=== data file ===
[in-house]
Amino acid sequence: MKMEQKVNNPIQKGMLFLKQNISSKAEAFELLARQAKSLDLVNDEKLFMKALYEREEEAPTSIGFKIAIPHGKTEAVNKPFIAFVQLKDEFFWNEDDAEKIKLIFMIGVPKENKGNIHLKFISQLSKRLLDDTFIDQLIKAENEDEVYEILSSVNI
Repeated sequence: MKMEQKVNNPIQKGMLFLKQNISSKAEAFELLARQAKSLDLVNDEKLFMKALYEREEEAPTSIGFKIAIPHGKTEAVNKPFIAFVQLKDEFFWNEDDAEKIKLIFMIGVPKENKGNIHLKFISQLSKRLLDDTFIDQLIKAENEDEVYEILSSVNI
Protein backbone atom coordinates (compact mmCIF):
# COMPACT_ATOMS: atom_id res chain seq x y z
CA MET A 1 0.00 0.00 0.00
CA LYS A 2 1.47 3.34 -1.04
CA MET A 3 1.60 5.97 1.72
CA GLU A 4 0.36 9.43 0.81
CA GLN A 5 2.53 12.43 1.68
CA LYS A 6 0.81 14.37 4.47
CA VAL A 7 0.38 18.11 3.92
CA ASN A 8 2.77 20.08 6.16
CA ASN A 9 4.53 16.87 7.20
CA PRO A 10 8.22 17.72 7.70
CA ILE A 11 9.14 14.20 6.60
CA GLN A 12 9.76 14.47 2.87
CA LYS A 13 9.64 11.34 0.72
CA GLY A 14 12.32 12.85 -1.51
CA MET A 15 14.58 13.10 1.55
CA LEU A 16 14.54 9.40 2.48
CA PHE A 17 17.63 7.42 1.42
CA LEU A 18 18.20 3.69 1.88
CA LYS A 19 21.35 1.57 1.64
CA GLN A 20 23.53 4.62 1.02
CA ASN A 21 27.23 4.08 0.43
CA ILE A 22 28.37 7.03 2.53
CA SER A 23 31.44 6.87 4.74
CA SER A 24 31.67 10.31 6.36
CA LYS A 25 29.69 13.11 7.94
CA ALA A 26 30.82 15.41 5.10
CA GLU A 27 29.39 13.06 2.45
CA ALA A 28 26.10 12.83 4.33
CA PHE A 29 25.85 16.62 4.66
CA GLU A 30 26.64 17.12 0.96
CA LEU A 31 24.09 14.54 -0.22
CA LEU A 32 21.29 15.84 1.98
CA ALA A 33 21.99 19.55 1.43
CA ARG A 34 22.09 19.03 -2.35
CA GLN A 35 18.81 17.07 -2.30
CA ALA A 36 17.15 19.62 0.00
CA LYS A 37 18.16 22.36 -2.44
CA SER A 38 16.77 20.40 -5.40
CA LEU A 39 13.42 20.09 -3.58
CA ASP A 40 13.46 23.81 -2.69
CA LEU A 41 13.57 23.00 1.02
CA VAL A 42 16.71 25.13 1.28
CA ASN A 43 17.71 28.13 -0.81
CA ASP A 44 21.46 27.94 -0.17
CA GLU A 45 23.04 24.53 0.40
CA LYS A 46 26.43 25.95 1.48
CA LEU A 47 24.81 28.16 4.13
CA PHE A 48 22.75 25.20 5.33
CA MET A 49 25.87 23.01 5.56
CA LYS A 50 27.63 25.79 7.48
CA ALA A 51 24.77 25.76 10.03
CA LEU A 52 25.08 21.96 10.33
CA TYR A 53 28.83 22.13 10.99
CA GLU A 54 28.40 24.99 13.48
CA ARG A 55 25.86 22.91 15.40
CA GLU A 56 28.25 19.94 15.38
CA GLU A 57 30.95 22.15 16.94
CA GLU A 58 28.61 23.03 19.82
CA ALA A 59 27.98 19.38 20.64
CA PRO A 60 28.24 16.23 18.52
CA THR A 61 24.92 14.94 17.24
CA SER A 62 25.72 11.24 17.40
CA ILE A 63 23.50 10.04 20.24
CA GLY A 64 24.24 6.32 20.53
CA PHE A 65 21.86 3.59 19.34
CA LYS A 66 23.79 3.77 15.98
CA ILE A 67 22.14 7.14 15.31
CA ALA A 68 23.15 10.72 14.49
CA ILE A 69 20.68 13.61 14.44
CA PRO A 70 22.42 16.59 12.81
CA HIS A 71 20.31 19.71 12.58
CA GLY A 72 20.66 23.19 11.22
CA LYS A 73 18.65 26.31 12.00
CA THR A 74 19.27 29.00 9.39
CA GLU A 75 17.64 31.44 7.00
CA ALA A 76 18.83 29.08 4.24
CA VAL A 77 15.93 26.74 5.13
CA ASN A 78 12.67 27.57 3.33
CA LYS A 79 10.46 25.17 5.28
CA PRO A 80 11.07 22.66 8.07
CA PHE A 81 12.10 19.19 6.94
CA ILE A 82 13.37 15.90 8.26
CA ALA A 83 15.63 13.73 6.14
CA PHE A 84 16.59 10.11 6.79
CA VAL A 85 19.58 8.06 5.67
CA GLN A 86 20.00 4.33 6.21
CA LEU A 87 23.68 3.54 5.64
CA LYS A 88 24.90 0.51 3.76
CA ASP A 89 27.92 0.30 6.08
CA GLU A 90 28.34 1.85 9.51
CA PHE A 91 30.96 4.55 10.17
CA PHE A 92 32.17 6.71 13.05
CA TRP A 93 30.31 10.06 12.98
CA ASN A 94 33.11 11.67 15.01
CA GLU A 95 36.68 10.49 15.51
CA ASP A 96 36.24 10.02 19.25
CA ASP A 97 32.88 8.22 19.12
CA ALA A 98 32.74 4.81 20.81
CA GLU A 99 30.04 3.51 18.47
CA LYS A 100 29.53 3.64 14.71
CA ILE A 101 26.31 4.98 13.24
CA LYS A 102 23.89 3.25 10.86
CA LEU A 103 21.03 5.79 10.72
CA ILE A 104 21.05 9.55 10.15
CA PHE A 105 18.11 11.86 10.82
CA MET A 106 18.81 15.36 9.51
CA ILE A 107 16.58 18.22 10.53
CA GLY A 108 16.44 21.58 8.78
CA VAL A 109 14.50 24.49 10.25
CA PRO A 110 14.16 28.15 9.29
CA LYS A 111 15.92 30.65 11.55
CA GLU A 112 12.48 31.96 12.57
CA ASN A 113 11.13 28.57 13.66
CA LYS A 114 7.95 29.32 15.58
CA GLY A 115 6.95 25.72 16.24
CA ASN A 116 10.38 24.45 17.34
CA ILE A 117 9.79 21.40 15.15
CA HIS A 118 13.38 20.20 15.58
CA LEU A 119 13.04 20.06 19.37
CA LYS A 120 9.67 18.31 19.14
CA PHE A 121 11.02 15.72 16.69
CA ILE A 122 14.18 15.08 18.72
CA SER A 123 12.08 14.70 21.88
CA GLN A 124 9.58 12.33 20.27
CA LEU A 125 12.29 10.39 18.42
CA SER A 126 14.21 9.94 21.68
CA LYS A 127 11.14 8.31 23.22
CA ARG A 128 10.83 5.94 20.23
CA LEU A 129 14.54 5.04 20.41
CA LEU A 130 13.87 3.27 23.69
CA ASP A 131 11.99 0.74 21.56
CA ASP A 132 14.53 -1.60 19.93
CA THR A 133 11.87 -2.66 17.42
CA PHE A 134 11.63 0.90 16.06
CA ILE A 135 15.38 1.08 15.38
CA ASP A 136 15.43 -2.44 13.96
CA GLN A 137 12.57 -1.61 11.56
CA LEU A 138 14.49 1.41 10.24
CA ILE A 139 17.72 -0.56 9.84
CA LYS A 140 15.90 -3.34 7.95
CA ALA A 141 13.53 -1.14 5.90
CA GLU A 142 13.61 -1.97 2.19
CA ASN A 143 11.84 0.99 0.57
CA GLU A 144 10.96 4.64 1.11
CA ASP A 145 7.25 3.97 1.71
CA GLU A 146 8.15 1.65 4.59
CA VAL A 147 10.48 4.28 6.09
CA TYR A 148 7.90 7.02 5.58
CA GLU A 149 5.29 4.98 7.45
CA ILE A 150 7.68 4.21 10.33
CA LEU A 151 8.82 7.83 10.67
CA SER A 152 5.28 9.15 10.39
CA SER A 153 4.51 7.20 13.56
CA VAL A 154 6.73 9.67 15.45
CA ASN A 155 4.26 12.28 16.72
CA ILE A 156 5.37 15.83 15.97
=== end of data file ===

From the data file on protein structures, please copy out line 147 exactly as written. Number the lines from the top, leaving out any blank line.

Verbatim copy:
CA GLU A 142 13.61 -1.97 2.19